Counterfeit batteries are a real issue to manufacturers, with anonymous third parties passing them off as the real thing. Completely separate from 3rd party alternatives, someone may get saddled with a fake thinking they’re buying a genuine article, only to find sub-par performance (or worse, if it causes damage). But would you be able to tell if your battery is the real deal or not? Nikon’s website has examples of 10 of the company’s batteries, and the various way’s they’re mimicked.
The problem is, no one sets out to buy a counterfeit battery. If you’re buying a 3rd party battery, then that’s your choice (though many manufacturers aren’t big fans of that, either). But if you end up with a fake Nikon battery, it’s because you’re attempting to buy a real one, and end up with a forgery. And the only way to tell is to compare it to the real deal. According to Canon, 18% of consumers unwittingly bought forgeries last year.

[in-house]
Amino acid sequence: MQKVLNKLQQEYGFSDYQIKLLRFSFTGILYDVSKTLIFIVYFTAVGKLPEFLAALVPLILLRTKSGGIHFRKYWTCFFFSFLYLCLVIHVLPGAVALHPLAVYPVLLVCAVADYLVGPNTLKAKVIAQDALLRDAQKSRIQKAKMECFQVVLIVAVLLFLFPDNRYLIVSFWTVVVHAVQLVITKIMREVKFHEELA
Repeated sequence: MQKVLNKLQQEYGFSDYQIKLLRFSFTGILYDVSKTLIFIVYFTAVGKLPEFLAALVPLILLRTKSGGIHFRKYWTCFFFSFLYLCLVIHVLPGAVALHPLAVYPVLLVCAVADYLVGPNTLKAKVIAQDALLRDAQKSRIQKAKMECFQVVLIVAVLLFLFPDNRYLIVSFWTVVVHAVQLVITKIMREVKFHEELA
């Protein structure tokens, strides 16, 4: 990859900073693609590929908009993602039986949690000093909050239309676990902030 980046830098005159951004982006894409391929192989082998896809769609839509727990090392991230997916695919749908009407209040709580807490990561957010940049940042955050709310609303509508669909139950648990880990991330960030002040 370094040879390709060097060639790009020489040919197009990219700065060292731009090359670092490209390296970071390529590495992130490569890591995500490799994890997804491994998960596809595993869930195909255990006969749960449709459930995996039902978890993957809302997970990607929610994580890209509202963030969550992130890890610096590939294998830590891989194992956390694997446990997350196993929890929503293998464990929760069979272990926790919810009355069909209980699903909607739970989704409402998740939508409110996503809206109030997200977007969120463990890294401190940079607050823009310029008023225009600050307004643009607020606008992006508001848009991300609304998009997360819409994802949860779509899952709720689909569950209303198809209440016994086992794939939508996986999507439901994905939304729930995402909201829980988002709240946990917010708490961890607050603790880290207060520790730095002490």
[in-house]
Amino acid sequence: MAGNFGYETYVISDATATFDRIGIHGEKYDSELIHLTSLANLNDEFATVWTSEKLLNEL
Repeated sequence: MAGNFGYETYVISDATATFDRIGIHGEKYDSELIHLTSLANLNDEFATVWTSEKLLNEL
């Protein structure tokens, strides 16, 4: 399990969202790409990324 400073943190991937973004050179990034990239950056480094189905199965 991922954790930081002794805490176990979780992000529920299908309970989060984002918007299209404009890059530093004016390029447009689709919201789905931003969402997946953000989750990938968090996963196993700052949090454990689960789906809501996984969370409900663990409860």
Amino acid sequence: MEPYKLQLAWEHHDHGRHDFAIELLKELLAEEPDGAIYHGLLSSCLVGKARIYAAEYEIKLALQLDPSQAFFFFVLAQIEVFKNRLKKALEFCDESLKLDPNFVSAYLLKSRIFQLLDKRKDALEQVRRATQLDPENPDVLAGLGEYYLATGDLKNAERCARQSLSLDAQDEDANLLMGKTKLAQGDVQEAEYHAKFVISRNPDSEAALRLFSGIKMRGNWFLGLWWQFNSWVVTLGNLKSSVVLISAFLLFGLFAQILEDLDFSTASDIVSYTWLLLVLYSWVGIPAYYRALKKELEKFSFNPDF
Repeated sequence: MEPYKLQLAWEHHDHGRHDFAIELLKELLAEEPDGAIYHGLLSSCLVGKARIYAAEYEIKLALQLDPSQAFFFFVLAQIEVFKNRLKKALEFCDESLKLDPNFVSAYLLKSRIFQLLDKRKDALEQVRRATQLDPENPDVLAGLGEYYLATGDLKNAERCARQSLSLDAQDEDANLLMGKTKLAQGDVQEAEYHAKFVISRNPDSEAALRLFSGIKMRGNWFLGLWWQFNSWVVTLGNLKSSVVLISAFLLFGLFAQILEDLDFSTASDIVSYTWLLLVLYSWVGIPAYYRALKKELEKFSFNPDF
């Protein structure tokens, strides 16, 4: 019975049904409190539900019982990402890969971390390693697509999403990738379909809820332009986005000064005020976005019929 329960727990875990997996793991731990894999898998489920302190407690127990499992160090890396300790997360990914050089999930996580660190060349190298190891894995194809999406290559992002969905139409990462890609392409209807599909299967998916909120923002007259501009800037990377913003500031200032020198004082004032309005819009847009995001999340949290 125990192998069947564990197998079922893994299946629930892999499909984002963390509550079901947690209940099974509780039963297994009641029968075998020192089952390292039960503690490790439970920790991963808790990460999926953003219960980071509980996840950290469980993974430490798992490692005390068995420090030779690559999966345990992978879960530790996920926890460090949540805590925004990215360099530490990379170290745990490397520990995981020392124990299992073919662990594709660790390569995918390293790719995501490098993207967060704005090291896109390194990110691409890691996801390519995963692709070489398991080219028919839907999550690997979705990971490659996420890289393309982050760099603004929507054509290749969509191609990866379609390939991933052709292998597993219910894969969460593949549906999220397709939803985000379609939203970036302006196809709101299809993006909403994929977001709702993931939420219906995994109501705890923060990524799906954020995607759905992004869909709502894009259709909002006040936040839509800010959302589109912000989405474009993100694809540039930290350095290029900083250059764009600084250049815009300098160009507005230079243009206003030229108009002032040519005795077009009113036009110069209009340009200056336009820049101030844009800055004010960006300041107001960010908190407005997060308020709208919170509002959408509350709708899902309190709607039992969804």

The website lays out some of the myriad of ways a fake can be presented. It might be a spelling error (in any language), a missing box around an icon, a printed rather than etched section, or variations in holographic seals.
Nikon’s website is great in that it gives you a chance to see what the original should look like. We’d just like it if the images were a lot higher resolution.